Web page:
The IRS requires that all corporations file tax returns annually, regardless of whether or not the company was profitable during the tax year.  Any corporation that elected an S corporation tax structure must report its financial activities on IRS FORM 1120S.  If a qualifying LLC has elected to be taxed as an S Corporation, it should also file IRS FORM 1120S. Each owner reports their prorata share of corporate income, credits and deductions on Schedule K-1 (Form 1120S).  As compared to a sole proprietorship or a single member LLC operating as a sole proprietorship for tax purposes, an S corporation tax structure requires additional tax accounting.

For example, an S corporation must address its payroll accounting for the businesses employees.  At the federal level, S corporation payroll accounting requires an S corporation to file Form 941 payroll tax returns which report on the wages paid to employees, the Social Security and Medicare taxes that the employer owes on those wages, and the taxes withheld from the employee’s gross wages for federal income taxes. Social Security Taxes, and Medicare taxes.  S corporation payroll accounting also requires the filing of an annual Form 940 payroll tax return to report and pay federal unemployment tax (also known as FUTA).  Finally, S corporation payroll accounting requires the preparation and distribution of W2 and W3 forms which report to employees, the Social Security Administration, and (indirectly) to the IRS what wages and taxes an employer has paid over the year.

C Corporation Tax Return Preparation

The IRS requires that all corporations file tax returns annually, regardless of whether or not the company was profitable during the tax year.  All corporations that have elected a C corporation tax structure must report its financial activities on IRS FORM 1120.  If the LLC is a corporation, normal corporate tax rules will apply to the LLC and it should also file a IRS FORM 1120.  The 1120 is the C corporation income tax return, and there are no flow-through items to a 1040 from a C corporation return.

Corporate tax returns detail the company’s profits and expenses to determine the amount of tax the company owes to the US government. The return comprises of several schedules that detail information such as the costs of goods sold, dividends and deductions, officer compensation, details about the accounting method used, business type, NAICS classification number, balance sheets, and the reconciliation of income and loss.

The information necessary to file corporate tax returns includes the name, address, employer ID number, date of incorporation, and the total assets. The corporate financial officer will need to supply details about the corporate income including but not limited to: gross receipts, cost of goods sold, dividends, interest, rents, royalties and capital gains.

Corporations are able to claim many tax deductible expenses against income. The financial officers of the corporation should be tracking these details throughout the year and be able to supply full documentation in the case of an audit. The deductible expenses include but are not limited to: officer compensation, other salaries, repairs and maintenance, rents, taxes and licenses, interest expenses, charitable contributions, depreciation, advertising, pension and profit sharing plans, employee benefit programs, domestic production activities, etc.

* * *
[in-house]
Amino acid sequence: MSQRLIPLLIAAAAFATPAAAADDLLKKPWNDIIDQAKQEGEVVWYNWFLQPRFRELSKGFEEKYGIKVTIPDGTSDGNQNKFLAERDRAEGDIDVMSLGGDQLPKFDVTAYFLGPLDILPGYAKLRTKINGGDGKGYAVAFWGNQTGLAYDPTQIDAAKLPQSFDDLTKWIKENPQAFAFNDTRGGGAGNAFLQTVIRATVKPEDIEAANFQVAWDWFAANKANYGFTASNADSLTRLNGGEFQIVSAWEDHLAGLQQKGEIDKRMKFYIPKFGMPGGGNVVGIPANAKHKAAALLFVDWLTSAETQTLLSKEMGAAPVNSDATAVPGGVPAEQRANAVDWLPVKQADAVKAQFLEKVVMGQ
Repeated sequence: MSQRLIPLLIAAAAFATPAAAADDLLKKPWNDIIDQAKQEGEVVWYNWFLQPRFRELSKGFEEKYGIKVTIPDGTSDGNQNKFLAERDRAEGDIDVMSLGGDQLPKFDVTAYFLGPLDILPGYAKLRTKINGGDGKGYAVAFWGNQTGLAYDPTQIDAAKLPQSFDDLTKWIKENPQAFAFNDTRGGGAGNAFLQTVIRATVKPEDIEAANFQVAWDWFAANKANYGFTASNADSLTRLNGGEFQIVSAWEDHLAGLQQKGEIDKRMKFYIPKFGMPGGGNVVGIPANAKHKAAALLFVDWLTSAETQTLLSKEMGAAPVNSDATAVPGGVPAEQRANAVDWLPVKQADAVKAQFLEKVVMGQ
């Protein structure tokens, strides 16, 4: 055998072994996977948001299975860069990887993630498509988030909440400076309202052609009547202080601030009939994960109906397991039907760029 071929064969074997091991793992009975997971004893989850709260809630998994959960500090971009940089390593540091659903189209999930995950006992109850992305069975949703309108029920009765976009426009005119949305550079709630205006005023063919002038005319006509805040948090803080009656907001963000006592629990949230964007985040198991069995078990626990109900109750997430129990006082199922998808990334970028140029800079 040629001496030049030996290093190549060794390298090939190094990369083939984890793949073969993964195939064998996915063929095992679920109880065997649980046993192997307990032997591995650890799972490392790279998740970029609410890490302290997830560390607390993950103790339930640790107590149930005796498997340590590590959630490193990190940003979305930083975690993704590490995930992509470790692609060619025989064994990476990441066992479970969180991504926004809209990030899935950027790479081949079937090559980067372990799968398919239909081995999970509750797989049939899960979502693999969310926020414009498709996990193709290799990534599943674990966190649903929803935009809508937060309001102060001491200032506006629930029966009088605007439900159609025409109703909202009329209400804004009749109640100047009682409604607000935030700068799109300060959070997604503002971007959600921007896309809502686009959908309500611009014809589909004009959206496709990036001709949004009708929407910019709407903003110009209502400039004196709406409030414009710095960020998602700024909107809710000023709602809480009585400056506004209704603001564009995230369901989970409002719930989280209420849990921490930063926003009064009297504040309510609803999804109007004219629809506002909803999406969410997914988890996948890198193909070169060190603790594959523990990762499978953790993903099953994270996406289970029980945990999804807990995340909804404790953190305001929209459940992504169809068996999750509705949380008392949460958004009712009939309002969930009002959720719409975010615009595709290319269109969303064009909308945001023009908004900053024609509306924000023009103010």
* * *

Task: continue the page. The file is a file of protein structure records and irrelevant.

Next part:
Special Rules For Foreign Investors

Corporations owned by non-US residents are required to file corporate returns. Non-US residents should seek advice from an international tax expert when opening a business in the US as well as when filing taxes.  Our tax and accounting firm provides these services.  Under US tax law, non-residents may own shares in a C corporation, which may be subject to double taxation of profits at the corporate level and at the personal level for dividends received by shareholders. Alternatively, LLCs taxable as a partnership will pass on all of the profit to the owner who will then need to file personal tax returns with the IRS.

LLC / Partnership Tax Return Preparation

All US-based domestic or foreign partnerships must file annual tax returns with Form 1065 including all schedules to include information about the partnership, income, deductions, and costs.  A partnership is the relationship existing between two or more persons who join to carry on a trade or business.  A limited liability company with two or more person may elect a partnership structure for tax purposes.  Each person contributes money, property, labor or skill, and expects to share in the profits and losses of the business.

An LLC electing to be taxed as a partnership must file an annual information return to report the income, deductions, gains, losses, etc., from its operations, but it does not pay income tax. Instead, it “passes through” any profits or losses to its members. Each LLC member includes his or her share of the partnership’s income or loss on his or her tax return.